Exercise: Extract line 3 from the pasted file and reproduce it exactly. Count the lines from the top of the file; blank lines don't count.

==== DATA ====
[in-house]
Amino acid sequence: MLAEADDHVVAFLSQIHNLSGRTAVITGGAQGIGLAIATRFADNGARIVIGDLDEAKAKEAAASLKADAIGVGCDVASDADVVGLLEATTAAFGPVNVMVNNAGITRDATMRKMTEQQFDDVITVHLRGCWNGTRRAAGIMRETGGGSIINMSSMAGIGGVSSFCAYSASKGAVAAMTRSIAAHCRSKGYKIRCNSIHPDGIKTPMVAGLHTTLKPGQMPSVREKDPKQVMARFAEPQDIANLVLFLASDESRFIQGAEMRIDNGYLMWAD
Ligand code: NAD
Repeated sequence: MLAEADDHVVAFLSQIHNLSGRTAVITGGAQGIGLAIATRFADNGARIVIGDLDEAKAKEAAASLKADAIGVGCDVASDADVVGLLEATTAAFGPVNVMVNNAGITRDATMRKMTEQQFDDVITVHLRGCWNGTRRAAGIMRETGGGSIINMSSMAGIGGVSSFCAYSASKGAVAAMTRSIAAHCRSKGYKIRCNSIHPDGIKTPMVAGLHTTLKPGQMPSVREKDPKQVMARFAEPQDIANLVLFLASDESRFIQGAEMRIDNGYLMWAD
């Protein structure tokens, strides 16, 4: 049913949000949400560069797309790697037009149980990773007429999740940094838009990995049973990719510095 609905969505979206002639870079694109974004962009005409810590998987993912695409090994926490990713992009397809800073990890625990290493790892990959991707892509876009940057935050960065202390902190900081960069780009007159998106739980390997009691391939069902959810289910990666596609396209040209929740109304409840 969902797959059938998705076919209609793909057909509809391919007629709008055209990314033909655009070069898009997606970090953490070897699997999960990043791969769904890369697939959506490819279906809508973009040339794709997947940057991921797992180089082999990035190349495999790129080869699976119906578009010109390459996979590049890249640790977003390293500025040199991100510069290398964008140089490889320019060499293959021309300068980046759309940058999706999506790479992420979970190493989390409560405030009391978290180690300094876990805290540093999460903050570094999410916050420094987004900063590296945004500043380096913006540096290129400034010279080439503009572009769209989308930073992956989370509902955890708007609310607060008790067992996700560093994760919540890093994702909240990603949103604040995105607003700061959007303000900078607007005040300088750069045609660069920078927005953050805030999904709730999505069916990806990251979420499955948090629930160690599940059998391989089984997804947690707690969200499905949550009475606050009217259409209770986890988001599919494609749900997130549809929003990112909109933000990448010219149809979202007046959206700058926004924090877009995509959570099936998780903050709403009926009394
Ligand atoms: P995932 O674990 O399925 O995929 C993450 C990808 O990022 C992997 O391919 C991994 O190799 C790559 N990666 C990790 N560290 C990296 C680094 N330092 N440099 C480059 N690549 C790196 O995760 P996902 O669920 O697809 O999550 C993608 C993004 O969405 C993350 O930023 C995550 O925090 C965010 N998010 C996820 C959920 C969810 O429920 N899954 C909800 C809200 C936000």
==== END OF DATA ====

Ligand code: NAD